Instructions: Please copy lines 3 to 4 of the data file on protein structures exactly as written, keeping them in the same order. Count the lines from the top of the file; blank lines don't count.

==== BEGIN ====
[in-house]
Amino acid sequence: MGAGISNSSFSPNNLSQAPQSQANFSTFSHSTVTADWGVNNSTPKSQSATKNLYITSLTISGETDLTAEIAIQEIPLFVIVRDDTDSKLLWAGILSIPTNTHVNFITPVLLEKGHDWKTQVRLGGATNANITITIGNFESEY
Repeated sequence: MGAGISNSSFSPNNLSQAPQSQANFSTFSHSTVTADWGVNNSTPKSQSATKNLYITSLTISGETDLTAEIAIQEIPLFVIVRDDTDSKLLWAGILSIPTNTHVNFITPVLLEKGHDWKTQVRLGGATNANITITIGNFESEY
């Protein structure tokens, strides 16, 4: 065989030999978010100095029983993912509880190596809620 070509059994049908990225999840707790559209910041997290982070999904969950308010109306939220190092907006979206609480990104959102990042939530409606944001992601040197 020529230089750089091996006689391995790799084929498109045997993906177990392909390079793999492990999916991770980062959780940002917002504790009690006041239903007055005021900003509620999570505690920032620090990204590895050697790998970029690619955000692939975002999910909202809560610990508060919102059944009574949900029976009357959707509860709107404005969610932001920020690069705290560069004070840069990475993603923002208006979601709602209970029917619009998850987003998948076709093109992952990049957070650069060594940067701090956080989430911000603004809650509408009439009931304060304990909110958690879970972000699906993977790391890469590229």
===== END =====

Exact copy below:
Repeated sequence: MGAGISNSSFSPNNLSQAPQSQANFSTFSHSTVTADWGVNNSTPKSQSATKNLYITSLTISGETDLTAEIAIQEIPLFVIVRDDTDSKLLWAGILSIPTNTHVNFITPVLLEKGHDWKTQVRLGGATNANITITIGNFESEY
């Protein structure tokens, strides 16, 4: 065989030999978010100095029983993912509880190596809620 070509059994049908990225999840707790559209910041997290982070999904969950308010109306939220190092907006979206609480990104959102990042939530409606944001992601040197 020529230089750089091996006689391995790799084929498109045997993906177990392909390079793999492990999916991770980062959780940002917002504790009690006041239903007055005021900003509620999570505690920032620090990204590895050697790998970029690619955000692939975002999910909202809560610990508060919102059944009574949900029976009357959707509860709107404005969610932001920020690069705290560069004070840069990475993603923002208006979601709602209970029917619009998850987003998948076709093109992952990049957070650069060594940067701090956080989430911000603004809650509408009439009931304060304990909110958690879970972000699906993977790391890469590229």